The questions being asked are in the form of “whether” — e.g., is there likely to be more smoking if menthol is available — rather than “how much”. But a tiny bit of economics reveals that the “whether” question is like asking “does this object have a weight” rather than “how much does it weigh”. Of course the availability of a flavor that some people like leads to more product use, and therefore its elimination would reduce how much people like the product. Somewhere out there is someone who is barely on the positive side of indifferent between smoking and not, and very much likes menthol. Remove the availability of menthol and he would not smoke.
(Notice that I am avoiding the question of implementation here, and simply positing the “removal” outcome. Merely banning menthol cigarettes rather than magically removing them from the world creates all kinds of interesting complications about black markets and do-it-yourself mentholation, which is quite easy. I will come back to that in a later post.)
The “how much” question is quite a bit more difficult to answer. To have any hope of making a useful prediction, it is critical to understand what is going on: people are using a product because they like it better than its close substitute (nonmenthol cigarettes), most of them probably prefer the substitute to abstinence, some of them like their product enough that they would defy the law, etc. Without these economic points, it is difficult to imagine making a useful prediction. Indeed, if you look at the models that have been used for prediction, they are clearly based on premises that are indefensible but probably the only premises that someone can come up with if they ignore economics.
Some consist of assuming that any additional use or initiation of cigarettes that is associated with choosing menthol (i.e., smoking rates are higher in subpopulations that use menthol more often) is causal, and thus without menthol the rate would drop to the average. The economics shows that while this outcome is in the plausible range, it would be mere luck if it really turned out to be right because the basis for the claim does not actually support the claim. Which is to say, the prediction has no validity because the premise of it is clearly wrong. It actually gets worse than that, with some of the modeling going so far as to predict that all consumers of menthol cigarettes would be abstinent if menthol were not available, which is not even in the plausible range of values. (No, I am not kidding — one of the most cited predictions about the effect of banning menthol is based on this premise.)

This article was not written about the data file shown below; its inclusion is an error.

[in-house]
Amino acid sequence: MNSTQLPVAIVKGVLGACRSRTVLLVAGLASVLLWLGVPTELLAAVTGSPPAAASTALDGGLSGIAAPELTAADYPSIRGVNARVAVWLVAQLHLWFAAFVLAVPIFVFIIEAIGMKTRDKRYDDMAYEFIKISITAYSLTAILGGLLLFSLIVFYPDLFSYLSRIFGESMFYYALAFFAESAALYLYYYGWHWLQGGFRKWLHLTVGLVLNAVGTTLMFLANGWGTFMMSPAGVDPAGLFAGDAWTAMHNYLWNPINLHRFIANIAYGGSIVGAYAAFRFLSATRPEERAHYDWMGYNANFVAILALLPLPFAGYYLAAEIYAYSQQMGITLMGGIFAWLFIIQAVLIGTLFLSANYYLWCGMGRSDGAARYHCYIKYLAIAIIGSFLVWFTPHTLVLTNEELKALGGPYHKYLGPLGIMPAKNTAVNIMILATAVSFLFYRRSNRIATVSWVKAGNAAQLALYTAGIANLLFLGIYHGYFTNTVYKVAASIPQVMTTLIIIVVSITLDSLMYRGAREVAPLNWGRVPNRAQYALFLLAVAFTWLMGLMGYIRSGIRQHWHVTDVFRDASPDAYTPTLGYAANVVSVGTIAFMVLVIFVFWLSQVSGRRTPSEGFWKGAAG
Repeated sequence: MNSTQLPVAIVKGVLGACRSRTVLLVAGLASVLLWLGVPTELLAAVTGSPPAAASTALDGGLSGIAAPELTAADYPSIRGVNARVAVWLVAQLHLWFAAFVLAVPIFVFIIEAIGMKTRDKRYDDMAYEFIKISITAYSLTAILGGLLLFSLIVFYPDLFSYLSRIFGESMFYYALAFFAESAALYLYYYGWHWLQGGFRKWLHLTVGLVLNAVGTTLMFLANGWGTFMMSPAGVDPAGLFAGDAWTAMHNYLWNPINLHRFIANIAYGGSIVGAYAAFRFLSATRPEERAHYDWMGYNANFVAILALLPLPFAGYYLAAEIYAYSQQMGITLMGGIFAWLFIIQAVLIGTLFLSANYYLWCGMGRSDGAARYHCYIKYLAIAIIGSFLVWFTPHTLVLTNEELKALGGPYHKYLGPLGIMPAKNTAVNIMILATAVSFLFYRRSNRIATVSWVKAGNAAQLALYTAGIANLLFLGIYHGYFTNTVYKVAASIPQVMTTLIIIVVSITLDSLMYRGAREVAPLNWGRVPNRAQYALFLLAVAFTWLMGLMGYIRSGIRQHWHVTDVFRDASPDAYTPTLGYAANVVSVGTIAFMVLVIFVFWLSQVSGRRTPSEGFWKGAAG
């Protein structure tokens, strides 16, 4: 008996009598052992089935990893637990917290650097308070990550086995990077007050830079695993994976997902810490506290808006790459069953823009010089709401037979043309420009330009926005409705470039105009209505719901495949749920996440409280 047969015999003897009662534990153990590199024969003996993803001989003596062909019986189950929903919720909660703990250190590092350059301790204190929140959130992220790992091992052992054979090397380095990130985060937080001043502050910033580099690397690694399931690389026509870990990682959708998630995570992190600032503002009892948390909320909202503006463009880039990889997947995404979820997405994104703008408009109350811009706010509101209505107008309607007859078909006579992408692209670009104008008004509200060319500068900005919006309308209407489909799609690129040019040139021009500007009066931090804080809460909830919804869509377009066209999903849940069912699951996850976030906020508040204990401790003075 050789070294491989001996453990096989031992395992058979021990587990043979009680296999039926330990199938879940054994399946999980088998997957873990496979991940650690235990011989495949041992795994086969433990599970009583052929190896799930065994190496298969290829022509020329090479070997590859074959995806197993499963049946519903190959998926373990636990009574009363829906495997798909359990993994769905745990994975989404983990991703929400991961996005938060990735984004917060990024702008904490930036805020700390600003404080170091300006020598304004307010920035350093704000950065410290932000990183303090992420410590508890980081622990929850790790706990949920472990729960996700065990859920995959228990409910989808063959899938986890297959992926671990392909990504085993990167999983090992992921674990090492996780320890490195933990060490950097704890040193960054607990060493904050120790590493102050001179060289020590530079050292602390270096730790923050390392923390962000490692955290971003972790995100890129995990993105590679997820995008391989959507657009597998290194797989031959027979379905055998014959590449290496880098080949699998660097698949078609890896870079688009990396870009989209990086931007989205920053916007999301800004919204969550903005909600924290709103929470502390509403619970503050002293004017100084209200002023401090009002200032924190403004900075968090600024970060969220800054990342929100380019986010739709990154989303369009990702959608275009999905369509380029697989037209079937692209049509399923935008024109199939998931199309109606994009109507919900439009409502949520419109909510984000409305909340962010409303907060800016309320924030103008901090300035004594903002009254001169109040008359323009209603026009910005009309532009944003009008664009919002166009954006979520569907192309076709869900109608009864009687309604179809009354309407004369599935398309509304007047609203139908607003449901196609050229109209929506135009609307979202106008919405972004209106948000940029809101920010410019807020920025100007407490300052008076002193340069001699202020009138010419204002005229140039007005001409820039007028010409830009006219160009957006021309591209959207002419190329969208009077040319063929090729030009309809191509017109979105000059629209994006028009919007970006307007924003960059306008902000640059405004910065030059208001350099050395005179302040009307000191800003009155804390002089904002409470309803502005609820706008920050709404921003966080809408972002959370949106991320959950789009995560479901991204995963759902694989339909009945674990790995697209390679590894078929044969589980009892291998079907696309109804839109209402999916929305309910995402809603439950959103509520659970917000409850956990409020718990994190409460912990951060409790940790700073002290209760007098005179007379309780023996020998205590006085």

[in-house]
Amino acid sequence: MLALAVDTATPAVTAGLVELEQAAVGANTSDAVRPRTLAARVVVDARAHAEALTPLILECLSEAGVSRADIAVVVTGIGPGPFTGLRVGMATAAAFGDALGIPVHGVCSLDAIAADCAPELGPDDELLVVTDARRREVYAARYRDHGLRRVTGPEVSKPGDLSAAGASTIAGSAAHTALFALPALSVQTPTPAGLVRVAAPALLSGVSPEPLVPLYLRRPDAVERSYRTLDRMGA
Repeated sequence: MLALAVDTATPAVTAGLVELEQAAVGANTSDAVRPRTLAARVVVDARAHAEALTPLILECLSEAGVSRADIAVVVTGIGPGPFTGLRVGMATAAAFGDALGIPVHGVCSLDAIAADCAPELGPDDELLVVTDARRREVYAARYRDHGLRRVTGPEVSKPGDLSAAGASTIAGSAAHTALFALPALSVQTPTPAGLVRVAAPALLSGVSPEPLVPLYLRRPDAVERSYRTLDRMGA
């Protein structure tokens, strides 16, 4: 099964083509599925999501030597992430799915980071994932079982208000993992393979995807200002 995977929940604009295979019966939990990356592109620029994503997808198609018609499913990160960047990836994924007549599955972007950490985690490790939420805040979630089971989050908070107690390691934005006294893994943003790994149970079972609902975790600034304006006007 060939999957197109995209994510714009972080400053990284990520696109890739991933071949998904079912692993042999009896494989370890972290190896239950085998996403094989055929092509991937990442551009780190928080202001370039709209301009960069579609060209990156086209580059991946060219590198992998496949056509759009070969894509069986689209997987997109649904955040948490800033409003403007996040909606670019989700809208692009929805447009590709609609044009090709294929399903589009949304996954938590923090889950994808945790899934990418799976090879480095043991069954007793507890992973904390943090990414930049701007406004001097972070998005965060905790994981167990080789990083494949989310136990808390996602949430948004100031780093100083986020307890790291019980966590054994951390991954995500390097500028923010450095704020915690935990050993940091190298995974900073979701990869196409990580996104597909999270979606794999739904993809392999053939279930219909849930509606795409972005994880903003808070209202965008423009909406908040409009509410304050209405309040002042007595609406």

Some of the most dramatic errors in the history of science, to say nothing of incorrect claims you see in the news today, result from confusing statistics with mechanism. That is, researchers who do not know why something is happening (e.g., atomic theory has not yet been discovered so they have no idea why samples of pure elements weigh what they do, to take a classic historical example; or they seem to not realize that people make choices based on preference, to take the example of tobacco control industry researchers) sometimes go to great lengths to make measurements. But when they try to interpret the observations without understanding the underlying phenomenon, and basically just assume that the measurements are the phenomenon (an example of which is assuming that all observed association is causal), then whether they are right becomes just a matter of luck.
As I mentioned, the other problem with not understanding the underlying mechanism when dealing with worldly questions is that wrong (in the sense of accuracy) can also be wrong (in the sense of unethical). When tobacco control activists hide the phenomenon of people’s preferences, choices, and happiness behind naive statistics, they avoid having to admit that they are a special interest group trying to impose a narrow “moral” view. Our nation’s government is not a special interest group and generally does a pretty good job of resisting imposing narrow moral views on the citizens (thank you, James Madison et al.!). But if FDA research ignores the economics, it tends to prevent decision-makers from realizing they are making ethical, not technical, decisions. (And it allows those who know they are imposing narrow “moral” views to pretend they are not doing so.)